Free Culture

I have been talking about copyright issues from the perspective of taking Lawrence Lessig’s Free Culture for granted. Not all of my readers have that perspective. So I’d like to take a moment to get us on the same page.

Lessig’s 2003 book was a watershed moment in the copyright discussion. He articulates a sharp distinction between publishing’s need for some copyright protections, on the one hand, and the value of the once-unregulated copying that has been lost with modern copyright’s expansion to regulate digital media.

We used to be able to rely on the relative narrowness of the copying process — only people with printing presses could copy books — to set a reasonable scope on copyright. Most uses of books (reading, excerpting, repurposing, etc.) were therefore not regulated by copyright, striking a good balance between public benefit from promoting publishers and public benefit from unregulated use of the work (including its free use in the public domain after, originally in 1790, 14 years).

But the fact that this public/private balance was a good one turns out to be contingent on the technological environment of those times, not on an absolute right of publishers to control copying. As I mentioned earlier, anything you do with media on a computer involves making copies. So recently, at the media industries’ urging, all those unregulated uses are being subsumed under copyright law and locked down by software. In the digital world, there is no room for unregulated use of copyrighted media.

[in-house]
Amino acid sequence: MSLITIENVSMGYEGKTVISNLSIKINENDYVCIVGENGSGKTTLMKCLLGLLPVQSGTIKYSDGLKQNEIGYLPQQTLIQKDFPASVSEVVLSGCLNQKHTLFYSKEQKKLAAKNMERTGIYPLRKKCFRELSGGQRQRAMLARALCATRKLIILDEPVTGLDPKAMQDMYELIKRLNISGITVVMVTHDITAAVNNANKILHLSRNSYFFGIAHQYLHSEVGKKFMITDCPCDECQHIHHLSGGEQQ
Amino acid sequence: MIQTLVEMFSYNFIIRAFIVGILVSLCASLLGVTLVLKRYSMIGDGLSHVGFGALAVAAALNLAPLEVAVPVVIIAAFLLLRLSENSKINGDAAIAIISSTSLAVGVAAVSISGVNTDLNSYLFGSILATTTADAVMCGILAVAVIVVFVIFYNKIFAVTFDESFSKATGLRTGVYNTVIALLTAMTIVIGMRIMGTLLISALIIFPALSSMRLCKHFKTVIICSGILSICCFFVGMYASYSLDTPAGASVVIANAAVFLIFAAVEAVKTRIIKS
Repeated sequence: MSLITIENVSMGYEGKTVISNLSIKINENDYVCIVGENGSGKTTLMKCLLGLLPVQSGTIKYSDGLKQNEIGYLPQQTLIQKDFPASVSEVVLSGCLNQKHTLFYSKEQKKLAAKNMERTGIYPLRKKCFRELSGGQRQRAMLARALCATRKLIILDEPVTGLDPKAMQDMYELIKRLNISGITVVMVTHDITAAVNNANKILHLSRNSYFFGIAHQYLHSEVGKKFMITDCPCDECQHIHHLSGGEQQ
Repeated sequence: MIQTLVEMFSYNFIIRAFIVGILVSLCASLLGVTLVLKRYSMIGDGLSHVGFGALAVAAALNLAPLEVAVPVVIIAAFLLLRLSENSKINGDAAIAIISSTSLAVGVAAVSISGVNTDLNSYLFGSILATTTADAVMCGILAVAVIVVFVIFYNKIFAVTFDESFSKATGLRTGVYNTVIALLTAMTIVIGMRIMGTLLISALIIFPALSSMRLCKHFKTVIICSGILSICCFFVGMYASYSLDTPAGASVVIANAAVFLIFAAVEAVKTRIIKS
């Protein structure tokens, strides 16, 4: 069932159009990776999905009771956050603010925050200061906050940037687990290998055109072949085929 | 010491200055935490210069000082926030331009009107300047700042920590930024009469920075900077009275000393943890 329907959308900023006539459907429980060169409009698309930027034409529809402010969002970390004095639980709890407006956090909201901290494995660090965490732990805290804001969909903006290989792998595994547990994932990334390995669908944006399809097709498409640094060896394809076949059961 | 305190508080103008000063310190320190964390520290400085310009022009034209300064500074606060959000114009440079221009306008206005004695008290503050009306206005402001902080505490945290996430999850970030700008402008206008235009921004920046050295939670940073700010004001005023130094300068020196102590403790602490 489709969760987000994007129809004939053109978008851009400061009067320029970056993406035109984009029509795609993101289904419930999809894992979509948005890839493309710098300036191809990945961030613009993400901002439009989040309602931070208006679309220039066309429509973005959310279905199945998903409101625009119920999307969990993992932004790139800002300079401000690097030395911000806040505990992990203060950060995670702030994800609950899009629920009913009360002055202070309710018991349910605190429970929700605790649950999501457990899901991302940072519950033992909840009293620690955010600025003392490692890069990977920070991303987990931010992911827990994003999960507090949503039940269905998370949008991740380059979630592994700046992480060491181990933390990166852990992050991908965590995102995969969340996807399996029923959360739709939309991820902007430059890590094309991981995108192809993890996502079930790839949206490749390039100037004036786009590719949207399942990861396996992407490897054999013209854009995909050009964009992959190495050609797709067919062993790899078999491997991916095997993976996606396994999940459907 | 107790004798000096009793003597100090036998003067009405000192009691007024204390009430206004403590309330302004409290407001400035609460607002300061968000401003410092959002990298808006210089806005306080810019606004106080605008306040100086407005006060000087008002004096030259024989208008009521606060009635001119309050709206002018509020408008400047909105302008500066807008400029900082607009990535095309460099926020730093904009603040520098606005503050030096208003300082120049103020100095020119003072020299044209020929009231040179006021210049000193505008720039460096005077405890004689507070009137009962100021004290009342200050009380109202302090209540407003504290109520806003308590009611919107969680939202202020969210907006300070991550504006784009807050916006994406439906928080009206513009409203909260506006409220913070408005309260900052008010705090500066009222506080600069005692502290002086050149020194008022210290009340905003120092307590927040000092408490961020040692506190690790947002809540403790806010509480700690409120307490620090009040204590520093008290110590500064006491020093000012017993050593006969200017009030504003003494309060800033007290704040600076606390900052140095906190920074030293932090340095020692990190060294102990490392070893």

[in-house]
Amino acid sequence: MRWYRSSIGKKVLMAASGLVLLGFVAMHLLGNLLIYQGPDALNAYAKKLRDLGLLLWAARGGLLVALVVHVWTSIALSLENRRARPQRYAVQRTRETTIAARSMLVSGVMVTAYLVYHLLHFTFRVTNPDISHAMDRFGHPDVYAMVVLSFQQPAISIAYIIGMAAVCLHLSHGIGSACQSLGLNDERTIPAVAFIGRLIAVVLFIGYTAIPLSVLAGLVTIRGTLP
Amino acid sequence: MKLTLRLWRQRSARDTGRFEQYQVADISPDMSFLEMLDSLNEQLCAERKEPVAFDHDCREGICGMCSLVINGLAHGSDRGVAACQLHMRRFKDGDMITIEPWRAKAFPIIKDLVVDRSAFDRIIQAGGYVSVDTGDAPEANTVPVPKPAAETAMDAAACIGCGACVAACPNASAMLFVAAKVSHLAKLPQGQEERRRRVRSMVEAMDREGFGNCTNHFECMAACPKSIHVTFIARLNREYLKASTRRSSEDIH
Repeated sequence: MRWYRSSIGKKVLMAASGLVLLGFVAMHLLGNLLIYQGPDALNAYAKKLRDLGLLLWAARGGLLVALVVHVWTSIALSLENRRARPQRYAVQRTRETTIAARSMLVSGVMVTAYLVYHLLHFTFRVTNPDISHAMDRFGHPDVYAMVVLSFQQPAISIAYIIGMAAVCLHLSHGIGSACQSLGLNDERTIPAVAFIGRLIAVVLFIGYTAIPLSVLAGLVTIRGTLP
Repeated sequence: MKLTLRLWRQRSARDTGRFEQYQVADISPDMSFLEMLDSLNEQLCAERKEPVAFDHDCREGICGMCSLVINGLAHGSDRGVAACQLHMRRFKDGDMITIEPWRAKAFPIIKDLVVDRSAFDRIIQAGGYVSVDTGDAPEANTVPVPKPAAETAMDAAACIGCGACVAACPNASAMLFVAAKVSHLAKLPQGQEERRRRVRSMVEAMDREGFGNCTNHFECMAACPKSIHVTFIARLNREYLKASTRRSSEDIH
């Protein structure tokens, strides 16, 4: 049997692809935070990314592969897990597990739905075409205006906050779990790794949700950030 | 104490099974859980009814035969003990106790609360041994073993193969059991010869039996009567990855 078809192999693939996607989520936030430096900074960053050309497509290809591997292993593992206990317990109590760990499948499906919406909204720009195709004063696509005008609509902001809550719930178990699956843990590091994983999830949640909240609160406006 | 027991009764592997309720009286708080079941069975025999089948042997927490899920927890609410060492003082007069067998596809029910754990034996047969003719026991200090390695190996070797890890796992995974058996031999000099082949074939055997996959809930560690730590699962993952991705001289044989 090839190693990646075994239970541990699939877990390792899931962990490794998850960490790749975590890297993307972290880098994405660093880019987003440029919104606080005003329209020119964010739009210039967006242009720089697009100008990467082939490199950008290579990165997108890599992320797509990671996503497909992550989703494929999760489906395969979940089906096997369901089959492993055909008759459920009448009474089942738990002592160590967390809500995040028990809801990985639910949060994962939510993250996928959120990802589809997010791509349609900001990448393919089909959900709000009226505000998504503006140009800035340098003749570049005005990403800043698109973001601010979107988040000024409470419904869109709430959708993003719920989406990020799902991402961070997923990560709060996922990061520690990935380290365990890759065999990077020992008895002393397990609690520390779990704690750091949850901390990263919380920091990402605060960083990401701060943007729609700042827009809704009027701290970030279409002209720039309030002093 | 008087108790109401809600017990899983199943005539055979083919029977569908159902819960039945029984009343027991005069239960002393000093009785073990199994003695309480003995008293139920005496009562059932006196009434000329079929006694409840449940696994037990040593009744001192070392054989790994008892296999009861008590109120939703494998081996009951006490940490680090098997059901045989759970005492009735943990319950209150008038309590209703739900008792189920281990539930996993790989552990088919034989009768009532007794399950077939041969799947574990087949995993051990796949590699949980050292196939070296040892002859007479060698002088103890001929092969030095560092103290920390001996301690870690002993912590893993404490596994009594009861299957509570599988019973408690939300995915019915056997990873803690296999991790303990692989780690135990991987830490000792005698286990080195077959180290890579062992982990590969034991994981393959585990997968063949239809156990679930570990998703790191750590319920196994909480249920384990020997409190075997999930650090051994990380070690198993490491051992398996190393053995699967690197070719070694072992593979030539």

Fair use has been pressed into service to counteract this imbalance, but as Lessig argues, the right to hire a lawyer and claim fair use is just no match for the presumption of copyright infringement with which fair use is now burdened. In another recent post I mentioned the very real “chilling effect” the prospect of being sued has on even the Sarah Lawrence College library, which is in theory protected not only by fair use but by its status as an educational institution and a library.

Lessig does a great job illustrating these forces at work in much more detail. And I won’t give away the ending. You can get a free pdf version here: Pages 140-147 sum up Lessig’s main point with handy diagrams, and should be required reading for any discussion of copyright policy.

Lawrence Lessig bio.

— Edited 2007.06.15 to clarify that publishers’ interests are only countenanced in copyright insofar as they are a proxy for the public interest in publishing.

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